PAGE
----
environment | KUOW News and Information

environment

T.J. Guiton

The Arctic Challenger left Puget Sound's Bellingham Bay Wednesday night and arrived at a deep-water anchorage near Anacortes, Wash., Thursday morning. The barge is part of Shell Oil’s fleet of vessels aimed at exploring the Arctic Ocean for oil.

The Arctic Challenger’s oil-spill containment system failed its first field test off Anacortes in September. Since then, Shell has rebuilt a 20-foot oil-containment dome that was “crushed like a beer can” in the first test.

Noah Berger / AP Photo

Energy expert Amory Lovins outlines a path to eliminate use of oil and coal in the United States by the year 2050 in his new book "Reinventing Fire." Lovins says the path will grow the US economy by 158 percent, and it can happen with no new federal taxes or subsidies.

Ross Reynolds talks with Rocky Mountain Institute co-founder Amory Lovins about energy independence.

Flickr Photo/Ryan Sitzman

Officials from the US Army Corps of Engineers and state Department of Ecology hear public comment in Seattle this afternoon about a plan to build the largest coal export terminal on the West Coast near Bellingham. KUOW's Ashley Ahearn joins us with details. Then, we look at Michigan's new "right to work" legislation and the possible ripple effects in Washington state with University of Washington Professor Jim Gregory.

Ashley Ahearn

Exporting coal via the Northwest has become an issue so divisive that old friendships and alliances strain under the pressure. No matter how you feel about climate change or construction jobs or any number of issues bound to the five coal export terminals under consideration around the Northwest, chances are you know someone who feels differently about the issue than you do.

Eric Stowe / Splash

Eric Stowe’s Seattle-based nonprofit Splash works to provide clean water to children in China and the developing world. Ross Reynolds talks with Eric Stowe about how he got involved in clean water and the struggles he faces in his work .

Pat Gaines / Flickr

Coming up on The Conversation, December 7 at noon.

December 14 kicks of the annual Audubon Christmas Bird Count and volunteers that have dubbed themselves as the Binocular Brigade are hoping to see some rare species. Here in Seattle there have been reports of snowy owl sightings. What is this large white owl doing here in Washington? Ross Reynolds talks with Seattle Audubon Conservation Director Matt Mega.

RICHLAND, Wash. – The federal government plans to release a major document early next week that could guide a couple of decades worth of cleanup at the Hanford Nuclear Reservation. This is important because it maps out decisions like where to bury the radioactive waste, and how much to leave in place.

The new document is huge -- 6,000 pages huge. And it’s taken about 10 years to draft.

LONG BEACH, Wash. – It’s been more than four months since the last confirmed piece of Japanese tsunami debris washed ashore on the Pacific Northwest coast. Even sightings of suspected disaster debris have tapered way off in recent months. Does that mean we’re just in a lull or past the worst of it?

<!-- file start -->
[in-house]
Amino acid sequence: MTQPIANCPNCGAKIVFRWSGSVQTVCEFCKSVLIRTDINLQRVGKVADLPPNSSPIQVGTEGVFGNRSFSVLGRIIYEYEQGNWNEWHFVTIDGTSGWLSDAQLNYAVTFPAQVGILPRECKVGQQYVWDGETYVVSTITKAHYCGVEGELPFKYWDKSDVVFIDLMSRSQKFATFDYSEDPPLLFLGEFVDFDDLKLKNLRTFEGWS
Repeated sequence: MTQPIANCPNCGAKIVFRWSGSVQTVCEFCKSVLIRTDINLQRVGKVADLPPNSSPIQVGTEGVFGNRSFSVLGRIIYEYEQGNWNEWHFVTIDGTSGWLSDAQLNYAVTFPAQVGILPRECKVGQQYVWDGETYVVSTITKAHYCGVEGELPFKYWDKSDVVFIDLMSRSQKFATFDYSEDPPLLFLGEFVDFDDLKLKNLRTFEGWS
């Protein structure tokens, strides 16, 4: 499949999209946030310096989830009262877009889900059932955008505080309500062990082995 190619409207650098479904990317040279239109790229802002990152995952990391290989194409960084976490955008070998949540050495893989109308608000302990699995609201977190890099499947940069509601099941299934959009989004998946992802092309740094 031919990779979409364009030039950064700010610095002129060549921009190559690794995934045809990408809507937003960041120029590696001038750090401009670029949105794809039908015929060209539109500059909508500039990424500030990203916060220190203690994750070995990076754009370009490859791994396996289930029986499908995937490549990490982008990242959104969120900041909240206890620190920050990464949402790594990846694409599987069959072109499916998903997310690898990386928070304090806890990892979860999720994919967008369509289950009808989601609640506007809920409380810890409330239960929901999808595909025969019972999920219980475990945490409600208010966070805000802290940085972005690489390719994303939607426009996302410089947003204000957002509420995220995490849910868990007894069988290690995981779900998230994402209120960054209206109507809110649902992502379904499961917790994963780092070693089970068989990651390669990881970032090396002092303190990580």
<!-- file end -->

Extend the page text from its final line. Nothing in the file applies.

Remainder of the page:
Damaged oil-spill containment dome
BSEE (via KUOW FOIA request)

A KUOW investigation has led a top congressman to demand answers about Shell Oil's underwater accident this fall in Puget Sound.

As we reported on Friday, an underwater test near Anacortes left Shell's first-of-its-kind oil-spill equipment “crushed like a beer can.”

Ground Truth Trekking

Landslide season has begun. That's when we hear stories about houses sliding down Seattle's famously steep slopes. But according to geologist "Hig" Higman, landslide season is about to get even hairier.

Katie Campbell

As regulators in the region weigh the potential impacts of trains full of coal moving along the Columbia River and the shores of Puget Sound, trainloads of oil are quietly on the move. There are billions of barrels of oil in the Bakken shale formation – located in North Dakota and Montana mainly. And some of that oil is now making its way to refineries in Puget Sound.

Damaged oil-spill containment dome
BSEE (via KUOW FOIA request)

UPDATE on Congressional interest in this story here.

Shell Oil has been building and testing equipment designed for the Arctic Ocean here in Puget Sound. In September, a key test of underwater oil-spill equipment was a spectacular failure.

Katie Campbell

Rescuing shellfish from the rising acidity in Puget Sound will require a wide-ranging response: everything from curbing greenhouse gases and controlling water pollution to growing more seaweed and putting restaurant-discarded oyster shells into shallow bays. Those are among the recommendations in a long-awaited report on ocean acidification that was delivered today to Washington Gov. Chris Gregoire by a blue-ribbon panel.

Woman with unbrella helps kids get on a bus
KUOW/Deborah Wang

Western Washington is bracing for more precipitation after record heavy rains snarled traffic and caused localized flooding on Monday.

According to the National Weather Service, 2.03 inches of rain fell at Sea-Tac Airport between midnight and 5:00 p.m. Monday. That breaks the previous record for the day of 1.23 inches set in 1962.

The National Weather Service says a second storm is expected to hit the region Tuesday, and an even stronger weather system will move in on Wednesday, bringing high winds to the coast.

Defending Nature With Sound

Nov 19, 2012
Flickr Photo/Michael Q Todd

Sound recordist Martyn Stewart says he started working for Mother Nature at an early age, “fighting for the planet and her critters.” Stewart has captured the sounds and plights of animals around the world for more than 150 films, documenting everything from fox hunts in the UK to dolphin slaughters in Japan. His latest film is “Dawn to Death: The Dolphins of Taiji.”